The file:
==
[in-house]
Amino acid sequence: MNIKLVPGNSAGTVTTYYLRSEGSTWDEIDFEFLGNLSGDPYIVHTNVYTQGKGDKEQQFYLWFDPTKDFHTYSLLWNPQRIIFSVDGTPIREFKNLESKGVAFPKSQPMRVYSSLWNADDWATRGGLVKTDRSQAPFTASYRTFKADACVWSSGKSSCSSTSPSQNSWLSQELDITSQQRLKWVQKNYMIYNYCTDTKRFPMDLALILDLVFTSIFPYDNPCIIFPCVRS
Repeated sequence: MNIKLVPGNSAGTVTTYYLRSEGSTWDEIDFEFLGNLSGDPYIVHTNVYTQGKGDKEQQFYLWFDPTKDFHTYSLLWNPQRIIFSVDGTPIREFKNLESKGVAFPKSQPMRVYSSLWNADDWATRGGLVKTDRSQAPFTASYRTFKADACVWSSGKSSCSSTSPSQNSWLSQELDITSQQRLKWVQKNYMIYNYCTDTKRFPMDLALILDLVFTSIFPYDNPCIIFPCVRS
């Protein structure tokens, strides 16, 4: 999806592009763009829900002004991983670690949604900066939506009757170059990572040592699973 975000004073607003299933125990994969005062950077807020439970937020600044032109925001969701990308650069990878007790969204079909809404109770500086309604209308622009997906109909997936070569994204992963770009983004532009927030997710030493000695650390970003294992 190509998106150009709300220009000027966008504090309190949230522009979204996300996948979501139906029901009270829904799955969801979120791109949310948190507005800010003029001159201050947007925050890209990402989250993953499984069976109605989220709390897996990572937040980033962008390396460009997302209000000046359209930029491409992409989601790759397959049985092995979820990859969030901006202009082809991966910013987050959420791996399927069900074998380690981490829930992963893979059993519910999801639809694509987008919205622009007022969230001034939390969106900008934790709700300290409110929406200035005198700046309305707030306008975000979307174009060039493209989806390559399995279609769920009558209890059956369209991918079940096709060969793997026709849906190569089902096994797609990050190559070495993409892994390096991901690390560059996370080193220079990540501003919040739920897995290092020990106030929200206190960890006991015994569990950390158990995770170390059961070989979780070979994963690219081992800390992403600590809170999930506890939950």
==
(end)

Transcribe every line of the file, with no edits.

[in-house]
Amino acid sequence: MNIKLVPGNSAGTVTTYYLRSEGSTWDEIDFEFLGNLSGDPYIVHTNVYTQGKGDKEQQFYLWFDPTKDFHTYSLLWNPQRIIFSVDGTPIREFKNLESKGVAFPKSQPMRVYSSLWNADDWATRGGLVKTDRSQAPFTASYRTFKADACVWSSGKSSCSSTSPSQNSWLSQELDITSQQRLKWVQKNYMIYNYCTDTKRFPMDLALILDLVFTSIFPYDNPCIIFPCVRS
Repeated sequence: MNIKLVPGNSAGTVTTYYLRSEGSTWDEIDFEFLGNLSGDPYIVHTNVYTQGKGDKEQQFYLWFDPTKDFHTYSLLWNPQRIIFSVDGTPIREFKNLESKGVAFPKSQPMRVYSSLWNADDWATRGGLVKTDRSQAPFTASYRTFKADACVWSSGKSSCSSTSPSQNSWLSQELDITSQQRLKWVQKNYMIYNYCTDTKRFPMDLALILDLVFTSIFPYDNPCIIFPCVRS
């Protein structure tokens, strides 16, 4: 999806592009763009829900002004991983670690949604900066939506009757170059990572040592699973 975000004073607003299933125990994969005062950077807020439970937020600044032109925001969701990308650069990878007790969204079909809404109770500086309604209308622009997906109909997936070569994204992963770009983004532009927030997710030493000695650390970003294992 190509998106150009709300220009000027966008504090309190949230522009979204996300996948979501139906029901009270829904799955969801979120791109949310948190507005800010003029001159201050947007925050890209990402989250993953499984069976109605989220709390897996990572937040980033962008390396460009997302209000000046359209930029491409992409989601790759397959049985092995979820990859969030901006202009082809991966910013987050959420791996399927069900074998380690981490829930992963893979059993519910999801639809694509987008919205622009007022969230001034939390969106900008934790709700300290409110929406200035005198700046309305707030306008975000979307174009060039493209989806390559399995279609769920009558209890059956369209991918079940096709060969793997026709849906190569089902096994797609990050190559070495993409892994390096991901690390560059996370080193220079990540501003919040739920897995290092020990106030929200206190960890006991015994569990950390158990995770170390059961070989979780070979994963690219081992800390992403600590809170999930506890939950």